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in Salisbury Cathedral,’ 4to, Devizes, 1855. 9. ‘A List of Wiltshire Sheriffs,’ 4to, Devizes, 1856. 10. ‘History of Longleat,’ 8vo, Devizes, 1857. 11. ‘The History of Kington St. Michael, co. Wilts,’ 4to, Devizes, 1857. 12. ‘The History of the Priory of Monkton Farley, Wilts,’ 4to, Devizes, 1857. 13. ‘Swindon and its Neighbourhood,’ 4to, Devizes, 1861. 14. ‘Malmesbury,’ 4to, Devizes, 1863. 15. ‘Devizes,’ 4to, Devizes, 1864. 16. ‘The Sheriffs' Turn, Wilts, A.D. 1439,’ 4to, Devizes, 1872.

Jackson also edited for the Wiltshire Archæological and Natural History Society the ‘Wiltshire Topographical Collection’ of John Aubrey, 4to, 1862; Leland's ‘Journey through Wiltshire,’ 4to (1875?); and for the Roxburghe Club the ‘Glastonbury Inquisition of A.D. 1189, called “Liber Henrici de Soliaco,”’ 4to, 1882. He was an active contributor to the ‘Wiltshire Archæological Magazine,’ in which appeared his valuable monographs on ‘Charles, Lord Stourton, and the Murder of the Hartgills, January 1557,’ 1864; ‘Ambresbury Monastery,’ 1866; ‘Ancient Chapels in Wilts,’ 1867; and ‘Rowley, alias Wittenham, co. Wilts,’ 1872, reissued separately.

[Athenæum, 14 March 1891, p. 352; Crockford's Clerical Directory, 1890; Brit. Mus. Cat.; Foster's Yorkshire Pedigrees, vol. i.]

G. G.

JACKSON, JOHN RICHARDSON (1819–1877), engraver, born at Portsmouth on 14 Dec. 1819, was second son of E. Jackson, a banker in that town. In 1836 he became pupil to Robert Graves, A.R.A. [q. v.], from whom he learnt line-engraving. He subsequently devoted himself to engraving in mezzotint. In 1847 he engraved ‘The Otter and Salmon’ after Sir Edwin Landseer, which brought him into notice. He obtained frequent employment as an engraver of portraits, and to that work he almost entirely devoted himself. His engravings show careful drawing, and a great feeling for the colour in mezzotint. He engraved numerous portraits after George Richmond, R.A., including ‘Lord Hatherley,’ ‘The Earl of Radnor,’ ‘Samuel Wilberforce,’ ‘Archbishop Trench;’ several after J. P. Knight, R.A., including ‘Sir F. Grant, R.A.,’ and ‘F. R. Say;’ ‘The Queen’ after W. Fowler; ‘The Princess Royal and her Sisters’ after Winterhalter; ‘The Archbishop of Armagh’ after J. Catterson Smith, and ‘Lady Gertrude Fitzpatrick’ after Sir Joshua Reynolds. He also engraved, among other subjects, ‘St. John the Baptist’ after the well-known picture by Murillo in the National Gallery. Jackson died at Southsea of fever on 10 May 1877. There are some fine examples of his engravings in the print room at the British Museum.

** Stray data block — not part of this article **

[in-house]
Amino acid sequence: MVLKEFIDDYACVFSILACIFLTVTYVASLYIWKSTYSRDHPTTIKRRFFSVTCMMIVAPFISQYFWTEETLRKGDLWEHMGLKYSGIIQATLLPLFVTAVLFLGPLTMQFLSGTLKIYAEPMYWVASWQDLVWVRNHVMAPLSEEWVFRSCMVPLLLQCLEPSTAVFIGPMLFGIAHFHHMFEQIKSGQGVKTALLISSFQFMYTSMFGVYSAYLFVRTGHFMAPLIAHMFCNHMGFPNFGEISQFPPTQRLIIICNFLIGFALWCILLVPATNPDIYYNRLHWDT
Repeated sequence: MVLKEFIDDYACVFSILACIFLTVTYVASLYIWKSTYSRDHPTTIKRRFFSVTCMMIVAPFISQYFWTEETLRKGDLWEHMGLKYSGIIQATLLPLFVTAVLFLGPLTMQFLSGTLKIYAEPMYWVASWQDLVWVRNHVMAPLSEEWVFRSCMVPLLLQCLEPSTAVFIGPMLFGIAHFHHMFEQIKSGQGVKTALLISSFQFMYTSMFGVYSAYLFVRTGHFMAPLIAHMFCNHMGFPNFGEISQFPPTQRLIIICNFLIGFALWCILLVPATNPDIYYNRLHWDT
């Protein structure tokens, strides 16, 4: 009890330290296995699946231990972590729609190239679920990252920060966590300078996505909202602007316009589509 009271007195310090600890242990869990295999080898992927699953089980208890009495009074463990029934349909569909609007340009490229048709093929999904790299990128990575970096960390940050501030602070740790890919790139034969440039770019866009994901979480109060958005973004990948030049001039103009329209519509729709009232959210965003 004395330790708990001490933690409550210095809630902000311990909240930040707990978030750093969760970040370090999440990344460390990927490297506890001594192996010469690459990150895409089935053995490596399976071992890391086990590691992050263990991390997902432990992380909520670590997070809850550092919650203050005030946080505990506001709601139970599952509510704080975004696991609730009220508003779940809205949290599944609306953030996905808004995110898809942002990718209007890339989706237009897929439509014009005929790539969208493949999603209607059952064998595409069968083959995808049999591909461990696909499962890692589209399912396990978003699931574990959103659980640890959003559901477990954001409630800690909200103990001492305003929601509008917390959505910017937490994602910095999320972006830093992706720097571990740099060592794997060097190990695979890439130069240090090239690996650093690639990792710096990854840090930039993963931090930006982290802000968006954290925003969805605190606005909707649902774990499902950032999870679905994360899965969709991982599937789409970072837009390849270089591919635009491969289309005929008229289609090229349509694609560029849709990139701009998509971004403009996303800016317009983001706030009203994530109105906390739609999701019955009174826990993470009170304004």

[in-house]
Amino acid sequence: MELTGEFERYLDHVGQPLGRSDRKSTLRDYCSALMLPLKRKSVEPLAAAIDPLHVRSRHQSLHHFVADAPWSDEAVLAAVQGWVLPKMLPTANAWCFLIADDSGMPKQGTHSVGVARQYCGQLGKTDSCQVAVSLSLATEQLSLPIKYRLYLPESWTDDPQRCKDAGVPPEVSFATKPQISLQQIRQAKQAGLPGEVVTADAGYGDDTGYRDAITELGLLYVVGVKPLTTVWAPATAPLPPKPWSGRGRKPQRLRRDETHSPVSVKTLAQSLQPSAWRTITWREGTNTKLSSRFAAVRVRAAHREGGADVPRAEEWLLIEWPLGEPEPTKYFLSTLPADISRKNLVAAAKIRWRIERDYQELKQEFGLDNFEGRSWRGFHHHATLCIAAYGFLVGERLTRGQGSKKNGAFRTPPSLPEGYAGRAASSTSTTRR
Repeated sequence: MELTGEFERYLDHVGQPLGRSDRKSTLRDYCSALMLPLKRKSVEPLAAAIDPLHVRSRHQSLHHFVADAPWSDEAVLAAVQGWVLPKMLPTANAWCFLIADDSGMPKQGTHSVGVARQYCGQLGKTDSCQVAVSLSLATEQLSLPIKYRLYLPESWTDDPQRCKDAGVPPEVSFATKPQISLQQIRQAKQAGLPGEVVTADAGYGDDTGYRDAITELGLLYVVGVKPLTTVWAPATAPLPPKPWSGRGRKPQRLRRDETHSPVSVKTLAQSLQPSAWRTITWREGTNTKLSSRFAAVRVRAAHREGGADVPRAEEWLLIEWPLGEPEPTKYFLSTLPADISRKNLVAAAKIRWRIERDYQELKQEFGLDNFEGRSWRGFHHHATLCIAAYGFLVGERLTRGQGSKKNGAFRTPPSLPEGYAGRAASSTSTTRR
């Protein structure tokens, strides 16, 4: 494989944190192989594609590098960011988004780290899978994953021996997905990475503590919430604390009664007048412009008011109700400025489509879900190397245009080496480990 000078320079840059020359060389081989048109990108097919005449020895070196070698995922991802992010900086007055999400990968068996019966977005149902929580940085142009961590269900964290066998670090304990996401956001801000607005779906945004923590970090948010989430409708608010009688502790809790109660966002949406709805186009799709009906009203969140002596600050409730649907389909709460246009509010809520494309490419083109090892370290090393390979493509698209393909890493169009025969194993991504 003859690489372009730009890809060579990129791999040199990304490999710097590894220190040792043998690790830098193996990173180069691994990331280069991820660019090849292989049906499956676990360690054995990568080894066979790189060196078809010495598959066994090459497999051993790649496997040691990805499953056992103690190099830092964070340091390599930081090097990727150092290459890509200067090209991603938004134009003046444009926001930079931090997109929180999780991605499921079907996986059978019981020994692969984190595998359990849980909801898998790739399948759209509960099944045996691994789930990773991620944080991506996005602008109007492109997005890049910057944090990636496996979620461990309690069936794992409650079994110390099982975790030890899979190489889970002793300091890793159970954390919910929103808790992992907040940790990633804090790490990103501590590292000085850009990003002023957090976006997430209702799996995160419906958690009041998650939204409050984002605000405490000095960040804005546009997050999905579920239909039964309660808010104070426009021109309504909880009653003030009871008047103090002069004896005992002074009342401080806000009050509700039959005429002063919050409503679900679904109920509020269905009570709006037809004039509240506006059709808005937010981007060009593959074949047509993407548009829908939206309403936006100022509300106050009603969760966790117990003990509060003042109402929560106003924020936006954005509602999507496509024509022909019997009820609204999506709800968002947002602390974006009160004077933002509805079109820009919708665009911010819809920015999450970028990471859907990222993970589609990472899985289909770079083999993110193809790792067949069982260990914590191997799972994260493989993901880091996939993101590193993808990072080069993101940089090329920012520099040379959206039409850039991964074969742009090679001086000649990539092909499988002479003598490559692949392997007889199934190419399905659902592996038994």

[Printing Times, 15 June 1877; Art Journal, 1877, p. 155; Redgrave's Dict. of Artists.]

L. C.

JACKSON, JOSEPH (1733–1792), letter-founder, was born in Old Street, Shoreditch, London, 4 Sept. 1733, and was educated at a school near St. Luke's, in which church he was the first infant baptised. He was apprenticed to William Caslon the elder (1692–1766) [q. v.], at Chiswell Street, to learn ‘the whole art’ (E. Rowe Mores, Dissertation on English Typographical Founders, 1778, p. 83), and, says Nichols, ‘being exceedingly tractable in the common branches of the business, he had a great desire to learn the method of cutting the punches, which is in general kept profoundly secret’ (Literary Anecdotes, ii. 359). This important art was carried on privately by Caslon and his son, and Jackson only discovered the process by watching through a hole in the wainscot. He worked for Caslon a short time after the expiration of his articles, and is represented as a rubber in the view of the foundry given in the ‘Universal Magazine’ (June 1750, vi. 274). Thomas Cottrell and he were discharged as the ringleaders of a quarrel among the workmen, and the two began business themselves. In 1759, however, Jackson was serving on board the Minerva frigate as armourer, and in May 1761 held the same office on the Aurora. At the peace of 1763 he took 40l. prize-money. Having left the navy, he returned to work in Cottrell's foundry in Nevill's Court, Fetter Lane. He then hired a small house in Cock Lane, and about 1765 produced his first specimen-sheet of types. His business increased, and he moved to Dorset Street, Salisbury Square, Fleet Street. In 1773 he issued another specimen, including Hebrew, Persian, and Bengalee letters; it is praised by Mores, who describes Jackson as ‘obliging and communicative’ (Dissertation, p. 83). He produced the type used in Domesday Book, 1783. Woide's facsimile of the New Testament of the Codex Alexandrinus is described on the title-page as being ‘typis Jacksonianis;’ and Jackson also cut the punches for Kipling's edition of the ‘Codex Bezæ,’ 1793. In 1790 his moulds and matrices were much damaged in a fire. He cut for Bensley a splendid fount for Macklin's ‘Bible,’ 1800, 7 vols. folio, and another for the same printer, used in Hume's ‘England,’ 1806, 10 vols. folio; the last, he asserted, would ‘be the most exquisite performance of the kind in this or any other country’ (Gent. Mag. 1792, p. 166). The anxiety of this undertaking is supposed to have hastened his death, which took place 14 Jan. 1792, in his fifty-ninth year.